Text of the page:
Economics, ethics and the market of the economist J.J. Graafland is a unique and original book. In his conclusion Graafland tells that he started his career at the Central Planning Bureau. There he was shocked by the brotherly spirit of the researchers, on the one hand, and the egoistic morals of their models, on the other hand. The common theory is based on the neoclassical ethics of the homo economicus. This contradiction has motivated Graafland to specialize in alternative economic theories, which assume a more realistic psychological and sociological image of man. Graafland presents the preliminary outcome of his studies in Economics, ethics and the market, which therefore is a useful and rather complete introduction in happiness economics, behavioural economics, and in the economic ethics. Besides, at the end he adds a number of applications. This all creates a book, that is fairly unique.
Although Economics, ethics and the market with 448 pages has an impressive size, the wide field of the theme makes a succinct approach inevitable. Thus Graafland has more or less merged happiness economics and the behavioural economics. Together they receive about the same attention as the economic ethics, which apparently has yet become the fad of Graafland. In that sense he has found an ideal employer, in the university of Tilburg. The ethics part of the book does not only contain discussions about Kant, Rawls, and Nozick, but also about communitarianism and even about care ethics. In the mentioned applications of the theory, Graafland chooses rather arbitrarily several topical problems, and shows how these can be analyzed methodically. Each case soon leaves the general level, and presents an in-depth analysis of the concerned problem. For those who are interested, this is a goldmine of insights.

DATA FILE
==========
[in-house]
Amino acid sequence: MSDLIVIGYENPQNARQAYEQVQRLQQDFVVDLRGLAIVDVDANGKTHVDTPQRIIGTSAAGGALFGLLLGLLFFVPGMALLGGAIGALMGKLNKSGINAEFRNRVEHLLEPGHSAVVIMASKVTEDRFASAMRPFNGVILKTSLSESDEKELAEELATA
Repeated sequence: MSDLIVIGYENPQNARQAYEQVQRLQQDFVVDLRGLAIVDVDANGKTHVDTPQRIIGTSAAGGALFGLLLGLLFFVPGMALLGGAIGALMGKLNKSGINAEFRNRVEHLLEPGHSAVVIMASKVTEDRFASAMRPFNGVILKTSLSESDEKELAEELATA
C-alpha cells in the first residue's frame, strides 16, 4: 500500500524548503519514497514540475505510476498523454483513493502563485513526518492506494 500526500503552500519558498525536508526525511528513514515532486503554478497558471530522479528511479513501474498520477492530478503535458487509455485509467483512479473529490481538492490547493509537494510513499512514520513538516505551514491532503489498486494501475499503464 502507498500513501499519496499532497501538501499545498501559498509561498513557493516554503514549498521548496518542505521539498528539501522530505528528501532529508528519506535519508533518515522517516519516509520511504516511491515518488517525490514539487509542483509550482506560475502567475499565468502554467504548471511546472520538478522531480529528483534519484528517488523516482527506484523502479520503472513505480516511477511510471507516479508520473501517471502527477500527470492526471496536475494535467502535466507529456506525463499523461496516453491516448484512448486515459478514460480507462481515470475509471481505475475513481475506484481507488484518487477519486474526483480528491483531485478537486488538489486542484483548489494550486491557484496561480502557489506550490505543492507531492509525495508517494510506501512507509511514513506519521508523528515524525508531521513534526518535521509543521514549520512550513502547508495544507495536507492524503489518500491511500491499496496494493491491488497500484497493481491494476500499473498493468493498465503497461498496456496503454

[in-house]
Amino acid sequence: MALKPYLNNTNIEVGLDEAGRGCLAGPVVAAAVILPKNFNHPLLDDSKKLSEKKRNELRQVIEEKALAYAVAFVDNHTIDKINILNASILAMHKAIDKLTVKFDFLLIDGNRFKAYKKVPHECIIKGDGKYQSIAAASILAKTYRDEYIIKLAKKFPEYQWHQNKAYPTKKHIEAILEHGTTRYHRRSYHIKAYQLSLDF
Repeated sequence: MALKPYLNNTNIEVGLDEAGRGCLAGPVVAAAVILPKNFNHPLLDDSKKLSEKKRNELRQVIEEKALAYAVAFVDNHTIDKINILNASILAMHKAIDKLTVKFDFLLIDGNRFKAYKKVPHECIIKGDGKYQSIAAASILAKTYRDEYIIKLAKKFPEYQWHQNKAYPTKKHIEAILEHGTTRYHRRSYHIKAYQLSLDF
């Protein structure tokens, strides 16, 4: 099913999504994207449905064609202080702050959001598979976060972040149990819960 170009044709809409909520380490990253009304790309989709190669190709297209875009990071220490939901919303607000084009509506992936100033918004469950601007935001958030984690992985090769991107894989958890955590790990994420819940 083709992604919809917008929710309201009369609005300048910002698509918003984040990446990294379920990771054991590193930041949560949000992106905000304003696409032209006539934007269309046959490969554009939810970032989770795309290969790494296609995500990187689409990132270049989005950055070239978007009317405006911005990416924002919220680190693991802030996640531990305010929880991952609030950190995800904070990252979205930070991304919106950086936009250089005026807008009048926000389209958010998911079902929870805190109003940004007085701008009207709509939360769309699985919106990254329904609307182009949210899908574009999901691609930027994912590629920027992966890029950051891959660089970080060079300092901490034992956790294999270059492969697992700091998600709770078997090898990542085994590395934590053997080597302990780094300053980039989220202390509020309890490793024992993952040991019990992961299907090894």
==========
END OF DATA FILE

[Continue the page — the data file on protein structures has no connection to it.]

What does the contents of Economics, ethics and the market have to offer? Graafland is convinced, that because of the human nature a market failure will be inevitable, unless the state establishes sufficient market institutions and regulations. It is true that the neoclassical theory predicts a spontaneous market equilibrium, but its basic hypotheses ignore essential human properties. It accepts merely rational behaviour, personal interest, and individual preferences. Now that is too simple. The state will have to decide on a case-by-case basis what will be most beneficial, the unbridled operation of markets or an administrative intervention1. After some considerations about external effects and social institutions, Graafland addresses his next theme, namely the rationality in human behaviour. It belongs to the research field of behavioural economics.
Happiness economics is actually a specialization of this field, because it is limited to utilitarianism. Happiness economics assumes, that the utility of persons can simply be measured. The utility is yet characterized by a certain rationality. Behavioural economics has a more wide view than hapiness economics, and includes various psychological peculiarities in its models. Graafland can naturally only discuss this enormous and multi-disciplinary field with a bird's-eye view, and here he focuses his attention on the effects of morals2. He likes the idea of incommensurability, where needs get a varying priority. For instance, people do not want to negotiate about their values. And reciprocity and altruism do form a part of human rationality. This was already stated by Adam Smith, the father of modern economics.